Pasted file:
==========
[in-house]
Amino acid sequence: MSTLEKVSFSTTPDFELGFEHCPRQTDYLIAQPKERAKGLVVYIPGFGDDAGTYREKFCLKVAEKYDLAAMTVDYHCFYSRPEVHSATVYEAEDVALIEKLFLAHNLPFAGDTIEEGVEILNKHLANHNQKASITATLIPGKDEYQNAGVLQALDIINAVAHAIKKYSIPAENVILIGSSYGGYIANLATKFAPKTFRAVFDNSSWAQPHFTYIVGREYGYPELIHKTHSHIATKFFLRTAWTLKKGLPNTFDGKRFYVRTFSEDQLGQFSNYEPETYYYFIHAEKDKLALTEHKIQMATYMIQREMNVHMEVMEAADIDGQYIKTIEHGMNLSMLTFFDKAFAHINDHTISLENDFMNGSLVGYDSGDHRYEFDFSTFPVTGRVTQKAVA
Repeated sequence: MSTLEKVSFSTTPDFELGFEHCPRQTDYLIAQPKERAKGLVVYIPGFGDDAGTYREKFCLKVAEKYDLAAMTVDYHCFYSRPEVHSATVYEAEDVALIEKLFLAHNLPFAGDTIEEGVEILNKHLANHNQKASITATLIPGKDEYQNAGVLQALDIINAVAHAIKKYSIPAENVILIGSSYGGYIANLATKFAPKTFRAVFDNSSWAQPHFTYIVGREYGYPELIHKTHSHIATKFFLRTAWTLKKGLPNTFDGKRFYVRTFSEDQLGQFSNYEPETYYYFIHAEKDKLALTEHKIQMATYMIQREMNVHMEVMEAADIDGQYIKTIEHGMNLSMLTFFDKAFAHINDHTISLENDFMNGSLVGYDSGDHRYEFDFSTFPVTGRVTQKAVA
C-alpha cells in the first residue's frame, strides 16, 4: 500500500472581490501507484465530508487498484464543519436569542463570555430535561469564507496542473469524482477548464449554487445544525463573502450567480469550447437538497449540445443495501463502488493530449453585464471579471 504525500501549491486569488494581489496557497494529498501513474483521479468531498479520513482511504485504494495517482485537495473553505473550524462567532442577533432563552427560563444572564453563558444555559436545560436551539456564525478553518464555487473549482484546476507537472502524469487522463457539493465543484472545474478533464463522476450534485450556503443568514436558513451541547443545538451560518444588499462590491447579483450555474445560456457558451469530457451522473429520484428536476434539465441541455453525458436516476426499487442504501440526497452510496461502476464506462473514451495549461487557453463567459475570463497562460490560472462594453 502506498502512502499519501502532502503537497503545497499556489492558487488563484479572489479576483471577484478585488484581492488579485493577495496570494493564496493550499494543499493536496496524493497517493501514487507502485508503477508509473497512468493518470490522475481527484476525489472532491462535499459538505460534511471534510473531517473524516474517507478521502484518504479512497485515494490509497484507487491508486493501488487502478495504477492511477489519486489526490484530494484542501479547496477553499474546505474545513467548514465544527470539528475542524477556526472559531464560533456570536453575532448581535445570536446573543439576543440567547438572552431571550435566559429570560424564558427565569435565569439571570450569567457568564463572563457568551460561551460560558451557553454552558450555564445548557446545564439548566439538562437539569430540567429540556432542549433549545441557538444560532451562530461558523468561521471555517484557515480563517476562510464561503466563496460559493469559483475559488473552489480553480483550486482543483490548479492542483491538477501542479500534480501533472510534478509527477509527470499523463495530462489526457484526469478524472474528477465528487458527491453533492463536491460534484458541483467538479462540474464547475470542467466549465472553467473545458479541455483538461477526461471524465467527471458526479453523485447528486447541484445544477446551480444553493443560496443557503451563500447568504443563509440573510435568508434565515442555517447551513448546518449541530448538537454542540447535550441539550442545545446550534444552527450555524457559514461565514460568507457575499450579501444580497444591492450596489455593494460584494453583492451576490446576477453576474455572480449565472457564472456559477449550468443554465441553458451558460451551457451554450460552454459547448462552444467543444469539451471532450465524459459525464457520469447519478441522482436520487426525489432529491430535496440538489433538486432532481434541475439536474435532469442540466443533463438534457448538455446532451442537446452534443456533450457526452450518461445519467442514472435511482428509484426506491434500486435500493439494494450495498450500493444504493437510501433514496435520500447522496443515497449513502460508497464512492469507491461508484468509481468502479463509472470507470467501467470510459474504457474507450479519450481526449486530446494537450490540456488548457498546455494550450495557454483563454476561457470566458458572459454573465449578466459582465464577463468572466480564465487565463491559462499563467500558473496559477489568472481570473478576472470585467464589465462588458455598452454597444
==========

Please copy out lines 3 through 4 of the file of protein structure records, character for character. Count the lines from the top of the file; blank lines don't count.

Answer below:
Repeated sequence: MSTLEKVSFSTTPDFELGFEHCPRQTDYLIAQPKERAKGLVVYIPGFGDDAGTYREKFCLKVAEKYDLAAMTVDYHCFYSRPEVHSATVYEAEDVALIEKLFLAHNLPFAGDTIEEGVEILNKHLANHNQKASITATLIPGKDEYQNAGVLQALDIINAVAHAIKKYSIPAENVILIGSSYGGYIANLATKFAPKTFRAVFDNSSWAQPHFTYIVGREYGYPELIHKTHSHIATKFFLRTAWTLKKGLPNTFDGKRFYVRTFSEDQLGQFSNYEPETYYYFIHAEKDKLALTEHKIQMATYMIQREMNVHMEVMEAADIDGQYIKTIEHGMNLSMLTFFDKAFAHINDHTISLENDFMNGSLVGYDSGDHRYEFDFSTFPVTGRVTQKAVA
C-alpha cells in the first residue's frame, strides 16, 4: 500500500472581490501507484465530508487498484464543519436569542463570555430535561469564507496542473469524482477548464449554487445544525463573502450567480469550447437538497449540445443495501463502488493530449453585464471579471 504525500501549491486569488494581489496557497494529498501513474483521479468531498479520513482511504485504494495517482485537495473553505473550524462567532442577533432563552427560563444572564453563558444555559436545560436551539456564525478553518464555487473549482484546476507537472502524469487522463457539493465543484472545474478533464463522476450534485450556503443568514436558513451541547443545538451560518444588499462590491447579483450555474445560456457558451469530457451522473429520484428536476434539465441541455453525458436516476426499487442504501440526497452510496461502476464506462473514451495549461487557453463567459475570463497562460490560472462594453 502506498502512502499519501502532502503537497503545497499556489492558487488563484479572489479576483471577484478585488484581492488579485493577495496570494493564496493550499494543499493536496496524493497517493501514487507502485508503477508509473497512468493518470490522475481527484476525489472532491462535499459538505460534511471534510473531517473524516474517507478521502484518504479512497485515494490509497484507487491508486493501488487502478495504477492511477489519486489526490484530494484542501479547496477553499474546505474545513467548514465544527470539528475542524477556526472559531464560533456570536453575532448581535445570536446573543439576543440567547438572552431571550435566559429570560424564558427565569435565569439571570450569567457568564463572563457568551460561551460560558451557553454552558450555564445548557446545564439548566439538562437539569430540567429540556432542549433549545441557538444560532451562530461558523468561521471555517484557515480563517476562510464561503466563496460559493469559483475559488473552489480553480483550486482543483490548479492542483491538477501542479500534480501533472510534478509527477509527470499523463495530462489526457484526469478524472474528477465528487458527491453533492463536491460534484458541483467538479462540474464547475470542467466549465472553467473545458479541455483538461477526461471524465467527471458526479453523485447528486447541484445544477446551480444553493443560496443557503451563500447568504443563509440573510435568508434565515442555517447551513448546518449541530448538537454542540447535550441539550442545545446550534444552527450555524457559514461565514460568507457575499450579501444580497444591492450596489455593494460584494453583492451576490446576477453576474455572480449565472457564472456559477449550468443554465441553458451558460451551457451554450460552454459547448462552444467543444469539451471532450465524459459525464457520469447519478441522482436520487426525489432529491430535496440538489433538486432532481434541475439536474435532469442540466443533463438534457448538455446532451442537446452534443456533450457526452450518461445519467442514472435511482428509484426506491434500486435500493439494494450495498450500493444504493437510501433514496435520500447522496443515497449513502460508497464512492469507491461508484468509481468502479463509472470507470467501467470510459474504457474507450479519450481526449486530446494537450490540456488548457498546455494550450495557454483563454476561457470566458458572459454573465449578466459582465464577463468572466480564465487565463491559462499563467500558473496559477489568472481570473478576472470585467464589465462588458455598452454597444